I know that I’ve been MIA for quite some time now. As someone who is trying to pass herself off as a comedy writer, I debated sharing “non-comedic” information; but I hope to reach out to those of you who might need a bit of Christmas cheer in your stocking.
After a long battle, I lost my mom—my best friend—to cancer on March 25, 2011. The details aren’t important. What is important is how I got through it and how others who have written to me got through tough times as well.
We looked for reasons to laugh.
I published my first book in 1987, and since that time I have received hundreds of letters from readers who have suffered hardships—illness, death, divorce, unemployment—you name it, and they thanked me for making them laugh during those bleak periods.
When it was time for me to move on, I could not wrap my head around writing a 90K-100K word book. Fortunately, I was offered a position with a very nice agent; critiquing, line-editing, and mentoring new authors, which I did for a couple of years. I’m glad I had the opportunity because anyone who has ever tried to write a book knows how isolating the task. That was the last thing I needed. I found working with new authors very therapeutic, and I made a number of friends in the process.
Once I decided it was time to get back to the business of writing, I discovered the market had changed drastically and e-books were very popular. So I pulled out a couple of old romances and began the process of updating, revising, polishing, and more revising. At times it was tedious, but I realized something I had forgotten. I was pretty damn funny. As in laugh-out-loud, belly-busting, stitch-in-the-side funny. It sort of made up for all those blasted revisions. (Big eye-roll.)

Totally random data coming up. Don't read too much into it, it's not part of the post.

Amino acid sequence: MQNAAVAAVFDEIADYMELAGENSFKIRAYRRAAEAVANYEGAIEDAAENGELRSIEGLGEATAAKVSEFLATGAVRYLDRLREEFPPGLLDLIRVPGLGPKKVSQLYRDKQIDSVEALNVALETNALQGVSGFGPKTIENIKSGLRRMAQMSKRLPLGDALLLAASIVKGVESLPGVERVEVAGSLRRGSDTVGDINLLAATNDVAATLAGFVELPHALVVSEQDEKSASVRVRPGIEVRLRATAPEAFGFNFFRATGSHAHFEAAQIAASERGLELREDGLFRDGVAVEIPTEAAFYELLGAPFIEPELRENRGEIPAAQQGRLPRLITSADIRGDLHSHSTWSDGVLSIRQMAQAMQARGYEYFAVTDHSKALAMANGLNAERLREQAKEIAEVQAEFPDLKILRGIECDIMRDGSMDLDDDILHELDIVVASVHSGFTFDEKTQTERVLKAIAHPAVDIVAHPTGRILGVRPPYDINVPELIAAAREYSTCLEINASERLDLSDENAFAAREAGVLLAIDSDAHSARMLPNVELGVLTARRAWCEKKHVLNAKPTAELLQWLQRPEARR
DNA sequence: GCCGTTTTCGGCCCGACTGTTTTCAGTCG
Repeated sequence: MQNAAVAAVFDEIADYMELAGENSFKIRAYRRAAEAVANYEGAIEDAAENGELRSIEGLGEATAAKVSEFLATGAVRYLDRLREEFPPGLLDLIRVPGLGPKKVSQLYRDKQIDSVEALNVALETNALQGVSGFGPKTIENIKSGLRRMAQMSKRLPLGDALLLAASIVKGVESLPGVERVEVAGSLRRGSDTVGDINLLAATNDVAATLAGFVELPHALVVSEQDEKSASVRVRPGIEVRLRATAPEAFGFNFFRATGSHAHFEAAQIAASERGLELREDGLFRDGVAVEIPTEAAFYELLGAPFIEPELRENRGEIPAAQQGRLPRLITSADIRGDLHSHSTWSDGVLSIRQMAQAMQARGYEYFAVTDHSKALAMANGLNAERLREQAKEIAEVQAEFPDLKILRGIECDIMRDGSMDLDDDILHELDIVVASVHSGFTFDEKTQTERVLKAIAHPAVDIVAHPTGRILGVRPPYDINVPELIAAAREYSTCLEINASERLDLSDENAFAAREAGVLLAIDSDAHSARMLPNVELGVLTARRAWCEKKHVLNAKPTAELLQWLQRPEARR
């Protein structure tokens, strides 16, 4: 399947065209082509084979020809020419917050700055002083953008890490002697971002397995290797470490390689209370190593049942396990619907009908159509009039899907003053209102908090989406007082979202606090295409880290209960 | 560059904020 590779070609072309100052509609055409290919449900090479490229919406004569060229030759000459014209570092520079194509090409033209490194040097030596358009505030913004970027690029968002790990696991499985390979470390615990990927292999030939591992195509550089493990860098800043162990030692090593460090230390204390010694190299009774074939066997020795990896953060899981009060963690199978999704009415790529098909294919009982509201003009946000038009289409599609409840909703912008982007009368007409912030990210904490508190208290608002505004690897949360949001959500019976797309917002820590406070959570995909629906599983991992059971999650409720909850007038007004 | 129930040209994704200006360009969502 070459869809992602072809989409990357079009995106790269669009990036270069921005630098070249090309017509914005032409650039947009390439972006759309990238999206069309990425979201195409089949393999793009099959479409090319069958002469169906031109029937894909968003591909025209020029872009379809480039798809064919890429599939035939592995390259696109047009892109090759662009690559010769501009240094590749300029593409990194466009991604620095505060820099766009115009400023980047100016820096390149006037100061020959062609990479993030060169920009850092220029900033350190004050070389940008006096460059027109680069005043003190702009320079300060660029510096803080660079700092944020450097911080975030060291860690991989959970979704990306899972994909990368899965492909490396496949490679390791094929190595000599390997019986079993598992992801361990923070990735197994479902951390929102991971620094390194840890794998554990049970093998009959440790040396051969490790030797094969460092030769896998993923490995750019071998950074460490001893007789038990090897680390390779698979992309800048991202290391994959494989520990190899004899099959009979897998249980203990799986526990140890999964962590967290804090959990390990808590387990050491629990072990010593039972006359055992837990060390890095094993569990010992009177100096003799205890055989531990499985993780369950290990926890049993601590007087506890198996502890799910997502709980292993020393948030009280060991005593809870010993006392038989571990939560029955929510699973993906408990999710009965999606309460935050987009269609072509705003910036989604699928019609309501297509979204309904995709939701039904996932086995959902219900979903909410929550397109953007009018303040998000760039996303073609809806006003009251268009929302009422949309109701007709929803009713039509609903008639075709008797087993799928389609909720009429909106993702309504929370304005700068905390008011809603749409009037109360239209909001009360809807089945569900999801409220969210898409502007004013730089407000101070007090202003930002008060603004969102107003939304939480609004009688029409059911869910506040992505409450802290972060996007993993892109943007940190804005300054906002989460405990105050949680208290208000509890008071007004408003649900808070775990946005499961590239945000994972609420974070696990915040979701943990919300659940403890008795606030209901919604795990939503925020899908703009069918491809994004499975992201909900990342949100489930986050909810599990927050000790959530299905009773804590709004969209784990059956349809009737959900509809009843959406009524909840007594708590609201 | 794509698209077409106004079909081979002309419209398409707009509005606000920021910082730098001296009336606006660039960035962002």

It felt good to laugh. It felt wonderful! The dark clouds above me parted, and I was suddenly surrounded by pure sunshine. (Okay, I’m exaggerating. The only thing that reminds me of pure sunshine is laundry detergent with a bleach alternative, but this is my article, even if some of it is over-the-top.)
My romances will never earn a Pulitzer or hit the NY Times, but they weren’t meant to. They were written to entertain.
I was so thrilled to realize I had not forgotten to smile or laugh that I purchased a whole slew of old Archie and Jughead comic books! I put them in a basket beside my bed, and I actually read them. What a great idea! Instead of watching the eleven o’clock news and hearing all the awful stories—believe me, those stories will still be there in the morning—I had a blast reading about Archie, Jughead, Betty, and Veronica.
Despite times of sorrow, we eventually have to get back to the task of living our lives. I don’t know about you, but I would rather do it with a smile on my face.